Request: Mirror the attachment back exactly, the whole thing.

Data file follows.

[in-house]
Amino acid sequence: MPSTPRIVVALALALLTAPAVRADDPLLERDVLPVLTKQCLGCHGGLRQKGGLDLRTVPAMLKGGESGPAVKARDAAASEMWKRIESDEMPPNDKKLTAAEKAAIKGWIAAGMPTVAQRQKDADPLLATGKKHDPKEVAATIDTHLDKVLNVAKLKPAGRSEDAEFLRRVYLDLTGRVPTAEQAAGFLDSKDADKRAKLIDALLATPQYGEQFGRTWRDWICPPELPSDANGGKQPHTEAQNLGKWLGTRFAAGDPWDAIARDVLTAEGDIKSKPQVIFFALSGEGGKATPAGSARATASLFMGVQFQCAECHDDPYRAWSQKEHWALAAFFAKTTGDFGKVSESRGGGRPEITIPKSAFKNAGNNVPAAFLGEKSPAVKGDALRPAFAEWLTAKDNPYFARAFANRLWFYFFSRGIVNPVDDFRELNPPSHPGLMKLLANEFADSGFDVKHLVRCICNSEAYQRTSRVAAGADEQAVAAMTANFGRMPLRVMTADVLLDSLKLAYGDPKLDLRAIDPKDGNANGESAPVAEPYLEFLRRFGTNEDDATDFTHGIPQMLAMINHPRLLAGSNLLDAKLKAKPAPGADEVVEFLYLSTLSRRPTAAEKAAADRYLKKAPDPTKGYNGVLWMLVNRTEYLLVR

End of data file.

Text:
[in-house]
Amino acid sequence: MPSTPRIVVALALALLTAPAVRADDPLLERDVLPVLTKQCLGCHGGLRQKGGLDLRTVPAMLKGGESGPAVKARDAAASEMWKRIESDEMPPNDKKLTAAEKAAIKGWIAAGMPTVAQRQKDADPLLATGKKHDPKEVAATIDTHLDKVLNVAKLKPAGRSEDAEFLRRVYLDLTGRVPTAEQAAGFLDSKDADKRAKLIDALLATPQYGEQFGRTWRDWICPPELPSDANGGKQPHTEAQNLGKWLGTRFAAGDPWDAIARDVLTAEGDIKSKPQVIFFALSGEGGKATPAGSARATASLFMGVQFQCAECHDDPYRAWSQKEHWALAAFFAKTTGDFGKVSESRGGGRPEITIPKSAFKNAGNNVPAAFLGEKSPAVKGDALRPAFAEWLTAKDNPYFARAFANRLWFYFFSRGIVNPVDDFRELNPPSHPGLMKLLANEFADSGFDVKHLVRCICNSEAYQRTSRVAAGADEQAVAAMTANFGRMPLRVMTADVLLDSLKLAYGDPKLDLRAIDPKDGNANGESAPVAEPYLEFLRRFGTNEDDATDFTHGIPQMLAMINHPRLLAGSNLLDAKLKAKPAPGADEVVEFLYLSTLSRRPTAAEKAAADRYLKKAPDPTKGYNGVLWMLVNRTEYLLVR